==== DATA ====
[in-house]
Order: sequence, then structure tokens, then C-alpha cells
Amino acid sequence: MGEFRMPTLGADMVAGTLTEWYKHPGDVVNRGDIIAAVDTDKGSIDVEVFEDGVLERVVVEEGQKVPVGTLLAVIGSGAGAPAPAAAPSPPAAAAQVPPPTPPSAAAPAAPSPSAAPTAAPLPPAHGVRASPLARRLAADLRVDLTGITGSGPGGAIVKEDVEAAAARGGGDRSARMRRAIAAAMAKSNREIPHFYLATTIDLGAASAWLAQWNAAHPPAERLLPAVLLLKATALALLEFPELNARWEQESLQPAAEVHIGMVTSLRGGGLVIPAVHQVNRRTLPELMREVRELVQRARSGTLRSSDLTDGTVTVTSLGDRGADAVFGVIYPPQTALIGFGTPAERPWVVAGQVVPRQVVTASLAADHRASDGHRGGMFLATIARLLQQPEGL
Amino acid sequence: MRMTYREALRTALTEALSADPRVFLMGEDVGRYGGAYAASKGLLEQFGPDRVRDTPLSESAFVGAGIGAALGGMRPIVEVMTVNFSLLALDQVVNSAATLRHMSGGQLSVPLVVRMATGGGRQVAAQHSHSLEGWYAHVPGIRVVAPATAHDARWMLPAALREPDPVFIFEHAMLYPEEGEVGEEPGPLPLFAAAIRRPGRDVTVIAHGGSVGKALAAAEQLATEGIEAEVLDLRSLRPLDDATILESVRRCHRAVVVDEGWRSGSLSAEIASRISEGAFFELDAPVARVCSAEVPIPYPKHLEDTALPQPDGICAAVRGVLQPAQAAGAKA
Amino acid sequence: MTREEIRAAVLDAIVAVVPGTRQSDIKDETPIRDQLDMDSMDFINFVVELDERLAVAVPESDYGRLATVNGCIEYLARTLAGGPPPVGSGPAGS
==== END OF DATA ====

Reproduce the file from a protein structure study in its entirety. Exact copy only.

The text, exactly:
[in-house]
Order: sequence, then structure tokens, then C-alpha cells
Amino acid sequence: MGEFRMPTLGADMVAGTLTEWYKHPGDVVNRGDIIAAVDTDKGSIDVEVFEDGVLERVVVEEGQKVPVGTLLAVIGSGAGAPAPAAAPSPPAAAAQVPPPTPPSAAAPAAPSPSAAPTAAPLPPAHGVRASPLARRLAADLRVDLTGITGSGPGGAIVKEDVEAAAARGGGDRSARMRRAIAAAMAKSNREIPHFYLATTIDLGAASAWLAQWNAAHPPAERLLPAVLLLKATALALLEFPELNARWEQESLQPAAEVHIGMVTSLRGGGLVIPAVHQVNRRTLPELMREVRELVQRARSGTLRSSDLTDGTVTVTSLGDRGADAVFGVIYPPQTALIGFGTPAERPWVVAGQVVPRQVVTASLAADHRASDGHRGGMFLATIARLLQQPEGL
Amino acid sequence: MRMTYREALRTALTEALSADPRVFLMGEDVGRYGGAYAASKGLLEQFGPDRVRDTPLSESAFVGAGIGAALGGMRPIVEVMTVNFSLLALDQVVNSAATLRHMSGGQLSVPLVVRMATGGGRQVAAQHSHSLEGWYAHVPGIRVVAPATAHDARWMLPAALREPDPVFIFEHAMLYPEEGEVGEEPGPLPLFAAAIRRPGRDVTVIAHGGSVGKALAAAEQLATEGIEAEVLDLRSLRPLDDATILESVRRCHRAVVVDEGWRSGSLSAEIASRISEGAFFELDAPVARVCSAEVPIPYPKHLEDTALPQPDGICAAVRGVLQPAQAAGAKA
Amino acid sequence: MTREEIRAAVLDAIVAVVPGTRQSDIKDETPIRDQLDMDSMDFINFVVELDERLAVAVPESDYGRLATVNGCIEYLARTLAGGPPPVGSGPAGS